From that place we moved to old Ekenedilichukwu Motor park, on Oguta Road, which was then empty. We appealed to them and they allowed us to cut down the adjoining trees except one big mango tree that provided shed.  It was at the junction of Ugwunabakpa, Oguta road and one other road there which made it centralized. Boys and girls were dancing and many other people trooped in to listen to gospel music. They were preaching
modern day Christianity and they brought the born again concept into the whole thing. We had some people who are gifted in being baptized with the Holy Ghost with the evidence of speaking in tongue. Again, most of us then were very intelligent like Edozie Mba, Paul Nwachukwu and the rest. It was there that the Riches of Christ took off.


There was one No. 4 New Cemetery Road which was a very long building and was used for nothing at that point in time. One of us, Elder Onochie went for it and subsequently, it was released to us. We
enlarged the hall and made it Riches of Christ Gospel Mission. Because of the young people involved, I don’t know how many of them
that owned a car including myself. All of them were not married and so we could leave in the morning and return in the night. Gradually, we registered the mission and it became an incorporated body of Christ, Riches of Christ Gospel Mission. From 1973 to 1980, there was gospel emancipation. Those young men were able to take the gospel as far as
they could.

 A lot of traders joined the move in Onitsha and even brought their money where their mouth is and belonged. Then, everything about church was introduced, the morning and evening services..
We were at one square every evening in Onitsha. We held evangelism every Sunday evening. We always converged at Ogbommanu in Onitsha. That
movement began to grow in leaps and bounds. The Riches of Christ later reached Awka and Enugu and the rest from Onitsha. Through gospel emancipation then, every church part began to play out. We began to have reverends, ordained elders, deacons and deaconesses and we had youth
fellowships, women fellowships and the rest. There was also need to bring in some elements of administration into it. But the biggest thing the Riches of Christ were doing was evangelism. They were moving from pillar to post. In fact, I will look at it as the genesis of Pentecostalism, after the war.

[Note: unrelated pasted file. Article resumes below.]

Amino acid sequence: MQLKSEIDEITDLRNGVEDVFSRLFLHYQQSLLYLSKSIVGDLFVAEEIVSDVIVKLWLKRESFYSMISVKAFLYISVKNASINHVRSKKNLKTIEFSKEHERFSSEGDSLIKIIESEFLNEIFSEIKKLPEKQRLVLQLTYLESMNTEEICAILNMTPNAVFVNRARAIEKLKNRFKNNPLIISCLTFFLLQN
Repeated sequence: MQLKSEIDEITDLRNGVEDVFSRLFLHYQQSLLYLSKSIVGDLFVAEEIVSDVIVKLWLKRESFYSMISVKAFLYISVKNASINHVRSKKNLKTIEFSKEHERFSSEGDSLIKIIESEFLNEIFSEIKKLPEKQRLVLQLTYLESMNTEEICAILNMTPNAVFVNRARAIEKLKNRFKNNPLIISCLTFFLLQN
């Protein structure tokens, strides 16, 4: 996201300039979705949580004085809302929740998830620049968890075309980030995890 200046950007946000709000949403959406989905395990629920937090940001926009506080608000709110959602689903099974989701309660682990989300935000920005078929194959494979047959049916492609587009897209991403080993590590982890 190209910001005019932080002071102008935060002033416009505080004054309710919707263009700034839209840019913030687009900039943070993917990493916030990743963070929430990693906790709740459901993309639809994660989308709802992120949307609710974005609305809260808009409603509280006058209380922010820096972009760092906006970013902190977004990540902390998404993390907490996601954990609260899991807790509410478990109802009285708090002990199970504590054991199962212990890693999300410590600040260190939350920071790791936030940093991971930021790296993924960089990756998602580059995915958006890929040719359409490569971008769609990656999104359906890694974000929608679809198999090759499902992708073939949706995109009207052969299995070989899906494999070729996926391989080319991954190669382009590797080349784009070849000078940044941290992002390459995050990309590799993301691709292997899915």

Some Churches emerged from the Riches of Christ Movement. Can you mention some of these churches?

After the young men formed Riches of Christ Mission through dancing and drumming like David, the first person that got married among us was in 1975. We went further and Enugu branch was planted as well as Aba. But by then we didn’t leave them. Church alone, Like in said both the Assemblies of God and the Scripture Union made up the movement. At a given point in time, there were some people who came from the West and
who said God had spoken to them. They were preaching something else we didn’t catch up with. Once there is a new preaching, it will always
get some people in. Some people followed that preaching and it tore down the Riches of Christ Movement. Then, there came out of Riches of
Christ, splinter groups called ‘Jesus the way’. Then, the leaders for one reason or the other as could happen in any other place, began to form splinter groups. Apart from Jesus the Way which broke out, the Yoruba group preached the new message, that it will please God if everybody who is a Pentecostal comes together. The message got through somw people while some others rejected it.